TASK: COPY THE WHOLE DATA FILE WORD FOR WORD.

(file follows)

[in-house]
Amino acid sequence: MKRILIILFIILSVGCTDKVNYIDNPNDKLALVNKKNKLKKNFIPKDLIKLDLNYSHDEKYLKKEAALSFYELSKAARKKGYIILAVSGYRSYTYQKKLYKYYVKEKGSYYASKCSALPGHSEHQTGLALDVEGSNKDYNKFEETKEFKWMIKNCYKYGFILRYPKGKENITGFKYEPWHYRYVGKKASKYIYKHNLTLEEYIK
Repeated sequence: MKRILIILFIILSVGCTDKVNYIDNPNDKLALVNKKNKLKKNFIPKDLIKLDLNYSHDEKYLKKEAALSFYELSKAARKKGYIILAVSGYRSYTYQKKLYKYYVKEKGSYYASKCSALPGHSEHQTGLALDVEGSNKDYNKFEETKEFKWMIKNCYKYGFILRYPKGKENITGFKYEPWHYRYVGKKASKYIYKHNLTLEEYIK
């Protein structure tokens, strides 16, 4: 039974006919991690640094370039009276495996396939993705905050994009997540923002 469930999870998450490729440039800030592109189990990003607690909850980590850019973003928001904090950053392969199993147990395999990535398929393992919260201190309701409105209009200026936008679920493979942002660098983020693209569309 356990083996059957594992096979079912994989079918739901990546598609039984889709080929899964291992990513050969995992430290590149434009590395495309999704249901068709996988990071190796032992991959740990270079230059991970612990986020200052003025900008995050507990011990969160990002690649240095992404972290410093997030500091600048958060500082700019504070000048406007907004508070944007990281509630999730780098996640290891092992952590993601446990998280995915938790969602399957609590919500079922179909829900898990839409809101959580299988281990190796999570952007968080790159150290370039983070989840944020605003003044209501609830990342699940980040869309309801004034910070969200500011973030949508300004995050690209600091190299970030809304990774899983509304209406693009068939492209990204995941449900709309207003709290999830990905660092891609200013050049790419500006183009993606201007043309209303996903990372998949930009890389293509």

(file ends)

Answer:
[in-house]
Amino acid sequence: MKRILIILFIILSVGCTDKVNYIDNPNDKLALVNKKNKLKKNFIPKDLIKLDLNYSHDEKYLKKEAALSFYELSKAARKKGYIILAVSGYRSYTYQKKLYKYYVKEKGSYYASKCSALPGHSEHQTGLALDVEGSNKDYNKFEETKEFKWMIKNCYKYGFILRYPKGKENITGFKYEPWHYRYVGKKASKYIYKHNLTLEEYIK
Repeated sequence: MKRILIILFIILSVGCTDKVNYIDNPNDKLALVNKKNKLKKNFIPKDLIKLDLNYSHDEKYLKKEAALSFYELSKAARKKGYIILAVSGYRSYTYQKKLYKYYVKEKGSYYASKCSALPGHSEHQTGLALDVEGSNKDYNKFEETKEFKWMIKNCYKYGFILRYPKGKENITGFKYEPWHYRYVGKKASKYIYKHNLTLEEYIK
């Protein structure tokens, strides 16, 4: 039974006919991690640094370039009276495996396939993705905050994009997540923002 469930999870998450490729440039800030592109189990990003607690909850980590850019973003928001904090950053392969199993147990395999990535398929393992919260201190309701409105209009200026936008679920493979942002660098983020693209569309 356990083996059957594992096979079912994989079918739901990546598609039984889709080929899964291992990513050969995992430290590149434009590395495309999704249901068709996988990071190796032992991959740990270079230059991970612990986020200052003025900008995050507990011990969160990002690649240095992404972290410093997030500091600048958060500082700019504070000048406007907004508070944007990281509630999730780098996640290891092992952590993601446990998280995915938790969602399957609590919500079922179909829900898990839409809101959580299988281990190796999570952007968080790159150290370039983070989840944020605003003044209501609830990342699940980040869309309801004034910070969200500011973030949508300004995050690209600091190299970030809304990774899983509304209406693009068939492209990204995941449900709309207003709290999830990905660092891609200013050049790419500006183009993606201007043309209303996903990372998949930009890389293509």